John Wilson

John Wilson (1785 - 1854)

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jw1John Wilson  - Essayist and Moral Philosopher  -  1785-1854

John Wilson was the son of a wealthy Paisley gauze manufacturer. Initially educated in Paisley he then studied at the Manse of Mearns under the supervision  of the Rev. Dr George McLatchie, the minister of the Parish Kirk at Mearns (now Mearns Parish Church), in preparation for entrance to the University of Glasgow. Dr McLatchie, author of the First Statistical Account of Mearns Parish in Renfrewshire published in 1796, tutored students who hoped to gain University entrance.  

John Wilson studied first at the University of Glasgow and then in 1803 he attended Magdalen College, Oxford University where he graduated with first class honours in 1807.  A young man of means he then settled in Windermere in the Lake District where he was able to indulge himself in sport.  He built a house named Elleray there and married Jane Penny in 1811. Due to a reversal in his financial affairs he returned to Edinburgh in 1815 and after attaining a law degree was appointed Professor of Moral Philosophy at Edinburgh University in 1820. He was widely read and admired for the satirical articles which he wrote using the pen name Christopher North. These articles were published in  Blackwood’s Magazine of which he was one of the founders. Some of his Blackwood’s pieces were collected and published in "Lights and Shadows of Scottish Life" in 1822, and collections of further essays followed in later years. His novels about Scottish rural life included "The Trials of Margaret Lyndsay" (1823) and "The Foresters" (1825), and his reminiscences of idyllic days in Mearns were collected in the volumes entitled "Recreations of Christopher North", published in 1842.

He was a friend of William Wordsworth, Thomas de Quincey, Samuel Coleridge Taylor and Robert Southey, the so called Lake poets.  He was also a friend of Sir Walter Scott whose 54th birthday he celebrated with a regatta on the lake.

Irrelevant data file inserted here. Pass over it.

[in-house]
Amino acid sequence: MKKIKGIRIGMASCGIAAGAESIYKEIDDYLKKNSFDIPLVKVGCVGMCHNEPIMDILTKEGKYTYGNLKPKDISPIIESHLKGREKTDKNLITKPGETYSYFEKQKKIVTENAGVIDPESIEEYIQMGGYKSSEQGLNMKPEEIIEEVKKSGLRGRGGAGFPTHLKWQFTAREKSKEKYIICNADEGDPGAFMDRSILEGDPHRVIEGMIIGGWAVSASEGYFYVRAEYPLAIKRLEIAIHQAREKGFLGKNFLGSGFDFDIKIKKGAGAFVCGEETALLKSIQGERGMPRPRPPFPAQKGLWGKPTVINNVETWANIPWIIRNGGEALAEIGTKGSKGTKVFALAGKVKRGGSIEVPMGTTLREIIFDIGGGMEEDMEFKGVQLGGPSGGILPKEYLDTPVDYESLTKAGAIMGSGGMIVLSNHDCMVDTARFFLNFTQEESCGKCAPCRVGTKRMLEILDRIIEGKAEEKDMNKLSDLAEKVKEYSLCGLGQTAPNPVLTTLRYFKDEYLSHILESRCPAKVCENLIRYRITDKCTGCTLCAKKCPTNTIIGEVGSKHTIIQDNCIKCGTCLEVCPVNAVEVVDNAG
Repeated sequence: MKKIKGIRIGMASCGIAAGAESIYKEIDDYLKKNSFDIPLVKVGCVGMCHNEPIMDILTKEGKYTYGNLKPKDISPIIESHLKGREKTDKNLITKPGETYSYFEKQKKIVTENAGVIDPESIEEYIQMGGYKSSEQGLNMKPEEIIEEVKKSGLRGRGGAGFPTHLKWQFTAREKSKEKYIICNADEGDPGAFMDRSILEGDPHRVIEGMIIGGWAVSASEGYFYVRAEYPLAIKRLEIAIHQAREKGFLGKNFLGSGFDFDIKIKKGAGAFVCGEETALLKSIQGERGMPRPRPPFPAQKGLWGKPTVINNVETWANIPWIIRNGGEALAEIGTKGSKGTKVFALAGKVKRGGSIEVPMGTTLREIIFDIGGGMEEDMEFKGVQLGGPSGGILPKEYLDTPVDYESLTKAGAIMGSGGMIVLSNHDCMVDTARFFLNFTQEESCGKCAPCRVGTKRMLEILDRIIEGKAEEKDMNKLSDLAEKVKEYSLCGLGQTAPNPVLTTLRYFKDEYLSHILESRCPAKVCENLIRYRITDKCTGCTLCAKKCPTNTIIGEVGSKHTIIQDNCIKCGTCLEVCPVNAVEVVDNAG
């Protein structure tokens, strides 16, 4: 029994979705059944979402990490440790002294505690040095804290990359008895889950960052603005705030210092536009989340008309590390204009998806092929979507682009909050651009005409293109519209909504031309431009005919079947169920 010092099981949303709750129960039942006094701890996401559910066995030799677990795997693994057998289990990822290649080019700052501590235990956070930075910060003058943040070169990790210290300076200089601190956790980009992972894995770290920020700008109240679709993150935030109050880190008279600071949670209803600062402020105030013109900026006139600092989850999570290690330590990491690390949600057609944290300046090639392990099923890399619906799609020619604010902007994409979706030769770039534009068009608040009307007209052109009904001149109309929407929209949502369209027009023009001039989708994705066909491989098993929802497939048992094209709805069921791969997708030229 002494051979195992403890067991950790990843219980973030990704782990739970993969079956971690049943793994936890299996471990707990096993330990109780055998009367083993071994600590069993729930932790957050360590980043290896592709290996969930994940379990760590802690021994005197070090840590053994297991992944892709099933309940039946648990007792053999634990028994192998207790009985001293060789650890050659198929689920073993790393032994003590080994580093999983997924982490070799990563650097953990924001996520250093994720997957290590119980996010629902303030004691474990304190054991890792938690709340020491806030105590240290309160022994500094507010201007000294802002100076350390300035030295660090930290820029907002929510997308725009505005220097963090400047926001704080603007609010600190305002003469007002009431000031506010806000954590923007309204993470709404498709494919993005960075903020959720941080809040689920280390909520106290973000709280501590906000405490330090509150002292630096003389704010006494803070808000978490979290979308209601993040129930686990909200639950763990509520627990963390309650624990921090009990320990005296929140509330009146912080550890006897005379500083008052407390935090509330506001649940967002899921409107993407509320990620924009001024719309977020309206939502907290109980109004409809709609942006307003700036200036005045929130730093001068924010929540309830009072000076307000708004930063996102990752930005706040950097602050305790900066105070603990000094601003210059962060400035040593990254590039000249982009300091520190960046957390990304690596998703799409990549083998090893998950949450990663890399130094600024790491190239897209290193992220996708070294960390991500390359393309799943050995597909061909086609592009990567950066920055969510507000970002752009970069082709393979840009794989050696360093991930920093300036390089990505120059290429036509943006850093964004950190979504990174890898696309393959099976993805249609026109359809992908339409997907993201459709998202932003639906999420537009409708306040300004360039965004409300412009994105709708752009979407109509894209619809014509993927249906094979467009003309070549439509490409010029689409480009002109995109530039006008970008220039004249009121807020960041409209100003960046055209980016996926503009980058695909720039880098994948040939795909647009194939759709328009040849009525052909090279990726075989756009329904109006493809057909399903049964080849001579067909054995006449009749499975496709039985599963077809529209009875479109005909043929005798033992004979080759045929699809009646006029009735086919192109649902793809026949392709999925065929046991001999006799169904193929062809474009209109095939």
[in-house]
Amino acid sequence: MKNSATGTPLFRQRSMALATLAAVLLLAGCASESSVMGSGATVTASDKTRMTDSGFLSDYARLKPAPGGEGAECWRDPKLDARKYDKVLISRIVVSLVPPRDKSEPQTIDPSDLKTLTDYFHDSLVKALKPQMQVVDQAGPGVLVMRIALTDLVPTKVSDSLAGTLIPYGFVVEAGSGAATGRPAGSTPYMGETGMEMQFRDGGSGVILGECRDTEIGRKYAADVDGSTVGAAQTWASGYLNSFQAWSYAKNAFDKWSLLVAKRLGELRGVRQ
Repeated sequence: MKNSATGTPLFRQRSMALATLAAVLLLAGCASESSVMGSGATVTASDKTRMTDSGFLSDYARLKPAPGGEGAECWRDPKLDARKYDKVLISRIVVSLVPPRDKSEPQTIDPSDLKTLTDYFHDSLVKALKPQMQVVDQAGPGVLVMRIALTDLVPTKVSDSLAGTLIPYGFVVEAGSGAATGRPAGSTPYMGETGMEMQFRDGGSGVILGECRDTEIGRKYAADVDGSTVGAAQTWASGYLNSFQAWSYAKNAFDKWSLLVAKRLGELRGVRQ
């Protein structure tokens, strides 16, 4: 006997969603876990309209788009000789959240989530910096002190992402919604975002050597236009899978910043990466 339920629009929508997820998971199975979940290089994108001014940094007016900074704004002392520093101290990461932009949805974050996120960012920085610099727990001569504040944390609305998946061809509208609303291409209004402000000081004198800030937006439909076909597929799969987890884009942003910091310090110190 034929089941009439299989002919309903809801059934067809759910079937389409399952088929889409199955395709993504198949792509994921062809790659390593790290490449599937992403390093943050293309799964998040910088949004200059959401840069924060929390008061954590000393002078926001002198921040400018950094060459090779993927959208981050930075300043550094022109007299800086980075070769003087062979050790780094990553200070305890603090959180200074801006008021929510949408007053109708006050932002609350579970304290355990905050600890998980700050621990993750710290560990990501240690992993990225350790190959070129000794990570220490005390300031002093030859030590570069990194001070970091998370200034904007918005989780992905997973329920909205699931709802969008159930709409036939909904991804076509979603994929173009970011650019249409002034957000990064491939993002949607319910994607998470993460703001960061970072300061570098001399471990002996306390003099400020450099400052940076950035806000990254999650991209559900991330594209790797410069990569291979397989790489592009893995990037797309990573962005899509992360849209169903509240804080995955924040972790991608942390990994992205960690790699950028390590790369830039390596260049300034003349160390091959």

In 1841 Charles Dickens was given the freedom of the City of Edinburgh. Professor Wilson was in the chair and gave the toast to Scottish literature: Charles Dickens gave the toast to David Wilkie, the Scottish painter who had recently died.

Dickens described John Wilson as “a bright clear-complexioned, mountain looking fellow. He looks as though he had just come down from the Highlands and had never in his life taken a pen in hand but he has had an attack of paralysis in his right arm, within the month. He winced when I shook hands with him; and once or twice when we were walking up and down, slipped as if he stumbled on a piece of orange peel. He is a great fellow to look at and to talk to.”

Next day Dickens was to write…‘It was the most brilliant affair you can conceive…the room was crammed, and more than seventy applicants for tickets were of necessity refused yesterday. Wilson was ill but plucked up like a lion and spoke famously”

Wilson is attributed in the Oxford Dictionary of Quotations with the saying “Laws are made to be broken”, and is said to have written the words of the song “Turn ye to me”.  His great-great-great-grandson is Sir Ludovic Kennedy.

A statue to his memory stands in the East Princes Street Gardens in Edinburgh.
    
His account of his years as a pupil in the Manse of Mearns  reveals his great fondness for the parish which he described as:

“Fairest of Scotland’s thousand parishes - neither Highland nor Lowland –but undulating… like the sea in sunset after a day of storms…Thou are indeed beautiful as old!”


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